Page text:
URBANA — A cool vibe left downtown Urbana last week.
Paul Wirth, 65, owner of the Iron Post, a bar that was home to jazz musicians for two decades, died Wednesday after a brief illness, said his friend, Charles “Chip” McNeill, professor and chair of jazz performance at the University of Illinois.
“The passing of Paul is the passing of the Iron Post,” Jeff Machota said of the corner bar at 120 S. Race St., a building that could almost be seen jumping from the beat created by the vibrant music inside.
That stood in contrast to the quiet man who ran the business for a little more than 20 years.
“Paul deeply cared about the music and the arts and theater,” said Machota, who for years booked jazz groups to play at Nature’s Table, Zorba’s and Blind Pig and has been a jazz DJ on WEFT Radio for 30 years.
“His legacy … is a commitment to supporting jazz. It was a bona fide jazz club,” said McNeill, a tenor saxophonist who joined the UI music faculty in 2002.
He helped develop degrees in jazz at the bachelor’s, master’s and doctoral levels, and used Mr. Wirth’s business as a community outlet for the department’s jazz musicians.
McNeill said Mr. Wirth had “eclectic” taste in music when they first met and McNeill pitched the idea of regular jazz sessions at the bar.
“Paul and I hit it off from the beginning. We were able to keep it going,” he said. “It benefited and grew his business and at the same time helped our students and the local jazz community. Having jazz there on a more regular basis than any of the other forms of music ... really made a difference for the jazz and music community.”
McNeill and Machota said Mr. Wirth was not known for being a warm, fuzzy person.
“His social-interaction skills were not always the highest, but he created a space for people to interact, perform and display artwork on the walls. He created a community space,” said Machota, crediting Wirth for hosting fundraisers for WEFT, the Eastern Illinois Foodbank and Champaign County Healthcare Consumers, where Machota works by day.
“He was the quiet and sometimes grumpy guy in the back,” he added. “I remember those moments during jazz gigs when Paul would leave the ‘kitchen,’ where he was apparently cooking each french fry individually, and he would stop and look at the band, listen for a few moments, nod his head with approval because he knew what was happening and that it was good, and then go back to the kitchen. His way of interacting was not going around and shaking everyone’s hand.”
The bar’s kitchen was quite small, and the service was often slow, but the sandwiches and fries were usually hot, if not exactly healthful.
Mr. Wirth had been in downtown Urbana for quite a while before he opened The Iron Post around 2000. He was a co-owner of the popular Embassy bar, just a couple of doors north of The Iron Post on Race Street.
The Embassy had delectable cheeseburgers and was a fun bar that catered to an interesting clientele, including laborers, lawyers and courthouse clerks. Machota recalled that Mr. Wirth booked music for that venue as well.
“Around 1995 roughly is when The Jazz Cafe created what is the footprint for the Iron Post. Paul essentially did not change it,” when he bought the business, Machota said.
An avid gardener, Mr. Wirth used flowers to make the patio on the south side of his club a welcoming spot. Often, in the afternoons, when business was slow, he could be seen sitting at a table outside.
“He was big into flowers. All the flowers on the patio he cultivated,” said Machota of his friend, who was also active in the Urbana Business Association.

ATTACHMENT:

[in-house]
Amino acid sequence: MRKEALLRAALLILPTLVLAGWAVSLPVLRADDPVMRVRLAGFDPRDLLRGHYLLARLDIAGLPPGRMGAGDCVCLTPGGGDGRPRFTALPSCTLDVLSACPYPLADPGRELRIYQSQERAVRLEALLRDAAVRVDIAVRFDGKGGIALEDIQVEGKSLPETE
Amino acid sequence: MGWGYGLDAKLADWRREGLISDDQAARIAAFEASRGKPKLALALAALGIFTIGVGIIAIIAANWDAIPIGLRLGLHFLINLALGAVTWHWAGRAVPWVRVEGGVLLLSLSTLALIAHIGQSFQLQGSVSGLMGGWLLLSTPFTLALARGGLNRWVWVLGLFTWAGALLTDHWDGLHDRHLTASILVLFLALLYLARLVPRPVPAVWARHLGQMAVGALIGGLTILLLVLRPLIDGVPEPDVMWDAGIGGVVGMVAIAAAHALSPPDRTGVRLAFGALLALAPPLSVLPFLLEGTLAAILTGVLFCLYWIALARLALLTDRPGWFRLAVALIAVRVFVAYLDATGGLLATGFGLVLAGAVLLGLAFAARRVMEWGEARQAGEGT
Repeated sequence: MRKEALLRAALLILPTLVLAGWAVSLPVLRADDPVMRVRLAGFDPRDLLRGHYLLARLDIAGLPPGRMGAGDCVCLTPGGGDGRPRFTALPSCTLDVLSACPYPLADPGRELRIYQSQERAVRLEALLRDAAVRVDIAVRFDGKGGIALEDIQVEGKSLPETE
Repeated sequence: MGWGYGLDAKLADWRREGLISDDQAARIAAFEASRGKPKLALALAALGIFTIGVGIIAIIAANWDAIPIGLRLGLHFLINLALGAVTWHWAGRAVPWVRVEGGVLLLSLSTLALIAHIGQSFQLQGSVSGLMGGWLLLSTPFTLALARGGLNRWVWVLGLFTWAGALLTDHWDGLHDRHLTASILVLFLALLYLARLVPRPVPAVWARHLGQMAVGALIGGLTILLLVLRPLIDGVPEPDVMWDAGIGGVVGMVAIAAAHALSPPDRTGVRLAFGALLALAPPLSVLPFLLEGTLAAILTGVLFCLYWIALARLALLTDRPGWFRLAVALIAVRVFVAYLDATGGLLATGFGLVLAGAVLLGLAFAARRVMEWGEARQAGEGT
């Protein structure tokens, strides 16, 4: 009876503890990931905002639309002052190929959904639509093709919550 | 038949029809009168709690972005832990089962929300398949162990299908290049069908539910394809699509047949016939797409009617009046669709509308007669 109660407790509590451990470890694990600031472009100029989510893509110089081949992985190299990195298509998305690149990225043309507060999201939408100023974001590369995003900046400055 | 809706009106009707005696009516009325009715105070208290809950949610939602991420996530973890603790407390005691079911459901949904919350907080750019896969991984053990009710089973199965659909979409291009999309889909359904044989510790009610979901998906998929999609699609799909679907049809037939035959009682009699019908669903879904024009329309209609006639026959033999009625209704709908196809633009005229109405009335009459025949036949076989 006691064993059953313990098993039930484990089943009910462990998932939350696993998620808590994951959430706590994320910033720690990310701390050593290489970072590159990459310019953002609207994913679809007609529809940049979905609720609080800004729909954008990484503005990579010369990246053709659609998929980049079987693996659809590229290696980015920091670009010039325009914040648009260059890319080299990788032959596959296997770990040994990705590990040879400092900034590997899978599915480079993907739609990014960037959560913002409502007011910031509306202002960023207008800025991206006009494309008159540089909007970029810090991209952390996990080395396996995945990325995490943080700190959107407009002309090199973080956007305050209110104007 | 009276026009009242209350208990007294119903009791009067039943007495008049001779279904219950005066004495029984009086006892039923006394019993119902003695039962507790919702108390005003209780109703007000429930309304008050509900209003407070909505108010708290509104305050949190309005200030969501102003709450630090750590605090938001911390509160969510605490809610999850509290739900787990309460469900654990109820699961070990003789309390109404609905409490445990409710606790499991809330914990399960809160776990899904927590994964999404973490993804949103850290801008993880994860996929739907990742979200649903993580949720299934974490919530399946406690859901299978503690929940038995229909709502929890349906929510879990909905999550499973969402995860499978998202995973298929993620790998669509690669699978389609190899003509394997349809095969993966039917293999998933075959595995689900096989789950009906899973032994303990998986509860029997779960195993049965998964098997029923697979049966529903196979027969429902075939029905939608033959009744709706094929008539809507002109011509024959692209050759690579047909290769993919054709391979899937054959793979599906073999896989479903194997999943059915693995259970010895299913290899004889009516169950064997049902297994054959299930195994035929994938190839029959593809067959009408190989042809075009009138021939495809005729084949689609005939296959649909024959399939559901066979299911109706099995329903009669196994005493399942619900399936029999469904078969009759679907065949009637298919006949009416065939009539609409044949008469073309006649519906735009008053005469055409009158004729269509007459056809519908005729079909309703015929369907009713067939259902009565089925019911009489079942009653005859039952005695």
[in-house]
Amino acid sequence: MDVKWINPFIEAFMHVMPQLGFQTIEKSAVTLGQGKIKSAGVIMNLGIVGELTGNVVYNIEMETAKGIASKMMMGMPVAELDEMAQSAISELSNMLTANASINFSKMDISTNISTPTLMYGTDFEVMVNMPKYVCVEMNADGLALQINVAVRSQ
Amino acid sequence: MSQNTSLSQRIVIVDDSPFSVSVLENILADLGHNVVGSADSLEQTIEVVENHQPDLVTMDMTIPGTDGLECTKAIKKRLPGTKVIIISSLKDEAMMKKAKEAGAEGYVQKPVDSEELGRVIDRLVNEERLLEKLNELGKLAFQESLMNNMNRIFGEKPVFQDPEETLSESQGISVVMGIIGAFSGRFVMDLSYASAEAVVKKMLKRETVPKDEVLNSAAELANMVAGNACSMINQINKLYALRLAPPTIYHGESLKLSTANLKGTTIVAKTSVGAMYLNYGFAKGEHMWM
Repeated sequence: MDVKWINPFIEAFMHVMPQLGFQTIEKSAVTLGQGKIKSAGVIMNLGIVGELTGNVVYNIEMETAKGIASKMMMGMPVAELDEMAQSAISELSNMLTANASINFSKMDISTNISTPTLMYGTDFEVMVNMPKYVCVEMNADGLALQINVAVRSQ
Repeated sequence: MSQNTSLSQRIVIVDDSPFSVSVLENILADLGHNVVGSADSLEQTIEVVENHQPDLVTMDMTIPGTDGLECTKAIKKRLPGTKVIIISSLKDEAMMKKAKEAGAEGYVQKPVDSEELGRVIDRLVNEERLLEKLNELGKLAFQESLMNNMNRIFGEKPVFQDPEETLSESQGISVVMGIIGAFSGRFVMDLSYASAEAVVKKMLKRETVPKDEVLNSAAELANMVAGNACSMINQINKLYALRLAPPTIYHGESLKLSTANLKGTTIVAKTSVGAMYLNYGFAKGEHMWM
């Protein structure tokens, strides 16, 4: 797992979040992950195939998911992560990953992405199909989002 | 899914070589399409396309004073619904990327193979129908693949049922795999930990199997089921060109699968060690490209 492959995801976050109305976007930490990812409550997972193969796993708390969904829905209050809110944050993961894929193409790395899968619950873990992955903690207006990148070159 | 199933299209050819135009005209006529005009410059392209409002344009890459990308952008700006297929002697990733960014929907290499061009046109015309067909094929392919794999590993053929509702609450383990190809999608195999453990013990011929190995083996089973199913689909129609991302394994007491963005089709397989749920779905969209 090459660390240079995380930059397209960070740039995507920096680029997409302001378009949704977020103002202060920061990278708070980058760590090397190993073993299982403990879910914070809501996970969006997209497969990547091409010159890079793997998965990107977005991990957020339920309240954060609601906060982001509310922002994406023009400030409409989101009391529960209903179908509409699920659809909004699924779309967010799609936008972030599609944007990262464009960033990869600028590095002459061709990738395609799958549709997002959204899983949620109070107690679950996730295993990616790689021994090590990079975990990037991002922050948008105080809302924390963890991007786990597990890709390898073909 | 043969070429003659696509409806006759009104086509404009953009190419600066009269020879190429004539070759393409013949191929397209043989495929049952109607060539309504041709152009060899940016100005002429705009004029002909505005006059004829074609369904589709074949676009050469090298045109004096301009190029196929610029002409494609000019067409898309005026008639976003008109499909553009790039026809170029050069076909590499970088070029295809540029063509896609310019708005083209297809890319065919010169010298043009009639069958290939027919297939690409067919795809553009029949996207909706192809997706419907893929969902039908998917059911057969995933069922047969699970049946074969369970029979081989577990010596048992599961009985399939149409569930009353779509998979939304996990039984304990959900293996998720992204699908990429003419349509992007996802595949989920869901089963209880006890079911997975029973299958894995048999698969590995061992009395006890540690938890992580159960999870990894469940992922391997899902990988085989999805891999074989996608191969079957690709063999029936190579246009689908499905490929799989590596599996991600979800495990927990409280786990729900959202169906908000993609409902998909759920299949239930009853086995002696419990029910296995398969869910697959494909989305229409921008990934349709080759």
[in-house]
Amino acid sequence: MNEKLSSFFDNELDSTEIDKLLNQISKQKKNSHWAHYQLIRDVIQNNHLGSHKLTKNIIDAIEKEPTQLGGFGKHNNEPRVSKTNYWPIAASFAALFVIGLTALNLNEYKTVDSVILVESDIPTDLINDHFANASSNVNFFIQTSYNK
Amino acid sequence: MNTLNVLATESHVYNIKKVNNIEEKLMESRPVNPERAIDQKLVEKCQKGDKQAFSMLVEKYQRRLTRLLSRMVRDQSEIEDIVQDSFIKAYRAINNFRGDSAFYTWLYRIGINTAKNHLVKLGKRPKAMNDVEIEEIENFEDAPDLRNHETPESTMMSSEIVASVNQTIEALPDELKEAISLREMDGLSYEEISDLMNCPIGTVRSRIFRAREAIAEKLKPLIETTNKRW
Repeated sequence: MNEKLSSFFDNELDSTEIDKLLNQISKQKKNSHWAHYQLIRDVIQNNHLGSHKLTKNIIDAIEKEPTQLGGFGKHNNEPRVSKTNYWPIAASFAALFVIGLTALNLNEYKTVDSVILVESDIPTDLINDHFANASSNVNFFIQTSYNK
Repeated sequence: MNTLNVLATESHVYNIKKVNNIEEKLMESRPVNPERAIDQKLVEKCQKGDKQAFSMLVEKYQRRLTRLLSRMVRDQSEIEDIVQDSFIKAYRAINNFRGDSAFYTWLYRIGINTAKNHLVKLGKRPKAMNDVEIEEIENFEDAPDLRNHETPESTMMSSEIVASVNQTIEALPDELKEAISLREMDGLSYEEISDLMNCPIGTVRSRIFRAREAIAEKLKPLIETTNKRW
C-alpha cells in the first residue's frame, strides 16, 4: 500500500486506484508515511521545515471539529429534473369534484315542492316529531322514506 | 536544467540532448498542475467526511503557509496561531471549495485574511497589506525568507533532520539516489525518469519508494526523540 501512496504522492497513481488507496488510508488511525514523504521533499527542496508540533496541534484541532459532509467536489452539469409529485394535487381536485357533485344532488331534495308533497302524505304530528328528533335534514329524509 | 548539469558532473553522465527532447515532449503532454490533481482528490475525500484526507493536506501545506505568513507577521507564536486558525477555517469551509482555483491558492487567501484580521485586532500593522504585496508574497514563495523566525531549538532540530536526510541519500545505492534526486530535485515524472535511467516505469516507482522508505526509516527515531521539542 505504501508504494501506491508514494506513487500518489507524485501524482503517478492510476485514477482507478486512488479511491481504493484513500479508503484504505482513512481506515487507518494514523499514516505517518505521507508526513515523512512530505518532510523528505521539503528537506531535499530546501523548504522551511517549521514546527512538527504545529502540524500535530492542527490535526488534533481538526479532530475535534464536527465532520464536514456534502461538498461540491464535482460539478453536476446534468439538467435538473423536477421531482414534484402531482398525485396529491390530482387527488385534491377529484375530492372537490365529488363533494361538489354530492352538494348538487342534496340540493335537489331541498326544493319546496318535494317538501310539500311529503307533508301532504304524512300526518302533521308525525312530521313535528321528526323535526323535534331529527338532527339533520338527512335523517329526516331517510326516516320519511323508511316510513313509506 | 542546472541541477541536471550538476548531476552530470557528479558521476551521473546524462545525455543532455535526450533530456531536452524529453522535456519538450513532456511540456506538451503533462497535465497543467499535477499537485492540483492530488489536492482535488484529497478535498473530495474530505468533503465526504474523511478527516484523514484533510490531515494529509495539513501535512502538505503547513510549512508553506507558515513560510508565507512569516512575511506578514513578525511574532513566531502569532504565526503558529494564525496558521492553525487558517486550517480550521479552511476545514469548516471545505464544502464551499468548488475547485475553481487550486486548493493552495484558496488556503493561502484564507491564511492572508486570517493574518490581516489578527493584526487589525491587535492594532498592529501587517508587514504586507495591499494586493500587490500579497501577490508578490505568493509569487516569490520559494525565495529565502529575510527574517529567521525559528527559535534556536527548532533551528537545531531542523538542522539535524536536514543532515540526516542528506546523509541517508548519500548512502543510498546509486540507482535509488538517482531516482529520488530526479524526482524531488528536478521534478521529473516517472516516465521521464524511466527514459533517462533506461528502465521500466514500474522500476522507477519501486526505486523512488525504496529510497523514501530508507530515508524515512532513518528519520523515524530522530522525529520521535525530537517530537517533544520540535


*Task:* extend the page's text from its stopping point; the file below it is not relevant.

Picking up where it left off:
But Mr. Wirth also cultivated young talent by giving performers a place to practice their craft, evidenced by an outpouring of love on Facebook.
“Paul gave me my first jazz gig when I got back from Europe,” said local actor Lisa Gaye Dixon. “He was a fan of theater as well and supported all the theater students as well as local music. He was … an amiable grump.”
From Melissa Merli, a retired News-Gazette reporter who covered entertainment and the arts for many years:
“I remember the night a Clark Gibson group was playing and the music was so hot and things were buzzing and an older lawyer, a friend of the Post, fell through the glass door to the patio. I don’t remember whether he was injured or if glass broke, but the ambulance came and they asked him whether there was anyone they should call, and he responded, ‘Don’t call my wife.’
“So many nights of hot music. When it was on, it could have beat most big-city bars for the quality of the music and the atmosphere.”
From saxophonist Carlos Vega: “August 2005 at 2 a.m. on a foggy night after a 21-hour drive, I rolled into a dinky little town I barely knew existed. The next night, I walked three blocks with Ari Brown to the Iron Post and the place was packed with a great jazz crowd. I knew then I had made the right move. Thank you, Paul, for creating a great place to hang and connect with great people and giving me a place to do my thing.”
McNeill said when the pandemic hit in March 2020, Mr. Wirth kept the bar open by having live music outside for as long as the weather permitted. McNeill believes he was one of the final musicians to perform there in November and talked to Mr. Wirth for the last time around the end of January.
He seemed fine, albeit pandemic-weary, and had set up a successful GoFundMe account to pay the bar bills through the winter. He was looking forward to a March reopening.
Later in the spring, McNeill said, he learned from Mr. Wirth’s son and daughter that his friend needed ongoing professional care and was not going to get better.
“I miss Paul and his friendship. We are going to miss the Post,” he said. “It was a unique place. In the last 20 years, Paul was that place.
“Paul loved life and music and being around people and hanging out. He was very eclectic in his taste of music, a very intelligent guy.”